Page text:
Chapter 27 - The United States Becomes a World Power
Terms in this set (15)
A policy of extending a country's power and influence through diplomacy or military force.
William Randolph Hearst and Joseph Pulitzer published sensational stories and used this form of journalism to promote the Spanish-American War.
A feeling of pride, loyalty, and protectiveness toward one's country
A political orientation of a people or a government to maintain a strong military force and to be prepared to use it aggresively to defend or promote national interests
Payment for war damages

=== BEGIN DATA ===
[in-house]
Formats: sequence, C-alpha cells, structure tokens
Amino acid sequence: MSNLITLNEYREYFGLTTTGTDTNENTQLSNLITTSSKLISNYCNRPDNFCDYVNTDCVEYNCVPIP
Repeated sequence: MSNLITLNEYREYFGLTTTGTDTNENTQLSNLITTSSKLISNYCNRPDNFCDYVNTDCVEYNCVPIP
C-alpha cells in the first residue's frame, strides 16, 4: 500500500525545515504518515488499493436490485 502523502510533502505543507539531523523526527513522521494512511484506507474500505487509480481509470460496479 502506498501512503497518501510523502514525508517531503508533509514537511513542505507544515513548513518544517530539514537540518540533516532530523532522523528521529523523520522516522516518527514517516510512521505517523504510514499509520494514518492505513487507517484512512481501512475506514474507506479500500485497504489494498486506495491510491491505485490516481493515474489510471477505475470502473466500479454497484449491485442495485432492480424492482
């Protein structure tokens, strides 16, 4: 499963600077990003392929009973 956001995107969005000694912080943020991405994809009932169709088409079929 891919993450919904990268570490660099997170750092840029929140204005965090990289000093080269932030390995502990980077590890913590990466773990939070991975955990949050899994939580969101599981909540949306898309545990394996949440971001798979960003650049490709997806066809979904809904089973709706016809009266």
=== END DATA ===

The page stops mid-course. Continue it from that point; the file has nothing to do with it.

Many criticized William Seward's purchase of Alaska from Russia for 7.2 million dollars, calling it his folly.
Americans who favored extending the United States' power by taking control of new territories
Volunteer regiment of US Cavalry led by Teddy Roosevelt during the Spanish American War
Inspired by love for your country
German submarines used in World War I
Roosevelt's 1904 extension of the Monroe Doctrine, stating that the United States has the right to protect its economic interests in South And Central America by using military force
A series of proposals in which U.S. president Woodrow Wilson outlined a plan for achieving a lasting peace after World War I.
Treaty of Versailles
1919 treaty that officially ended World War I; the immense penalties it placed on Germany
League of Nations
An international organization formed in 1920 to promote cooperation and peace among nations
Ideas spread to influence public opinion for or against a cause.